By Mark Chirnside
Of the fourteen four-stackers built, Aquitania was one of the longest-lived and the only one to survive two world wars. Launched in 1913, she was the third four-funnelled liner for Cunard and the only one not to have a government subsidy. Aquitania entered commercial service in May 1914 and was christened “The Ship Beautiful” thanks to her elegant interiors. Unfortunately, she was soon called up for war service as an armed merchant cruiser and her gorgeous interiors either stripped out or covered over.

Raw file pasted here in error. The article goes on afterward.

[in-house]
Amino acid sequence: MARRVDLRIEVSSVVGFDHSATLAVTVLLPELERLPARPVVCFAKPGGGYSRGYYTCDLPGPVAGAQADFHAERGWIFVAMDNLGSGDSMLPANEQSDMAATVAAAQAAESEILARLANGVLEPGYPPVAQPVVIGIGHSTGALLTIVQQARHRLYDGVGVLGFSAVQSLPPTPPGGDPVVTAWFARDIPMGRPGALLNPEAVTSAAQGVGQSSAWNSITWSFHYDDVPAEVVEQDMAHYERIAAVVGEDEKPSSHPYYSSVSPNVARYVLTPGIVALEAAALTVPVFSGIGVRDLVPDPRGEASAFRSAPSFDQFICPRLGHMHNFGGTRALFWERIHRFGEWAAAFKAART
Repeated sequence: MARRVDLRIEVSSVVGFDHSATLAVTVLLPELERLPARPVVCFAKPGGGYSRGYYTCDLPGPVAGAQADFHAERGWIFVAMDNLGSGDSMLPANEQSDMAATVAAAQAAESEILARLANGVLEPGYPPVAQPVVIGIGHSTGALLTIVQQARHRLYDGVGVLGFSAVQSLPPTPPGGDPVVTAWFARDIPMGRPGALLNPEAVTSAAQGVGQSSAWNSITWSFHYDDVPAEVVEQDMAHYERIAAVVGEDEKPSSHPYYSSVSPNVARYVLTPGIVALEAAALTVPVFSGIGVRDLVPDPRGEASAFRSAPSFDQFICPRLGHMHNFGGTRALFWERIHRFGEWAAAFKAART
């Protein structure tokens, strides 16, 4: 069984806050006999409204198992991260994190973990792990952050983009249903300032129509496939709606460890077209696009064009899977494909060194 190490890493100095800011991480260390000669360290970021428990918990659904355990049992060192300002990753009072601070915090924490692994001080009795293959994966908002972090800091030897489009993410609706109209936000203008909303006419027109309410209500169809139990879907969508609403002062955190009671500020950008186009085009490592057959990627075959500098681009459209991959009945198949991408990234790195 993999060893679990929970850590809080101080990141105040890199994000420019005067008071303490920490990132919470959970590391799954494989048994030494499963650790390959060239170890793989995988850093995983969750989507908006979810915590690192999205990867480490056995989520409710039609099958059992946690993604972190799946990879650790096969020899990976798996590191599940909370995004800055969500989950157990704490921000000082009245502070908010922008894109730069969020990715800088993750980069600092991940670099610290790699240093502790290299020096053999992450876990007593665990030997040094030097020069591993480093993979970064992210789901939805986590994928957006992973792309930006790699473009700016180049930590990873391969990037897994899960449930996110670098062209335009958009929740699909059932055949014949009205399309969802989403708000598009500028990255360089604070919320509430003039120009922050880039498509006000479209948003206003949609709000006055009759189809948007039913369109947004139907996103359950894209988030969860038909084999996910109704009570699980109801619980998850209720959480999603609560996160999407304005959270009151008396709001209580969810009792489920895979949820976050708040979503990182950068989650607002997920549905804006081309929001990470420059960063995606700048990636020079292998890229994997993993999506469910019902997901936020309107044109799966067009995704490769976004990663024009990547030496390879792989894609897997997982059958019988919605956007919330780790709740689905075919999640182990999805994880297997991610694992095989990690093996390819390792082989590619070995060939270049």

A varied career as an armed merchant cruiser, hospital ship and troopship finally led into a successful period as a transatlantic liner and cruise ship before a war intervened once more. Aquitania sailed again from 1939-1946 as a troopship to far-flung parts of the British Empire. From the USA, Canada, Australia to the Red Sea and South Africa, she helped ensure the shortening of the war by transporting hundreds of thousands of troops. Afterwards Aquitania went from carrying troops to taking war brides and their children to their new homes. She re-entered commercial service as an emigrant ship taking passengers to Canada and the USA until she was finally withdrawn from service in 1950. Mark Chirnside tells the story in words and in gorgeous color and black and white archival pictures of one of Cunards finest liners from her birth to her death, a journey that began on the Clyde and which took Aquitania three million miles only to finish within twenty miles of her birthplace. Softcover. Lavishly illustrated. 100 pages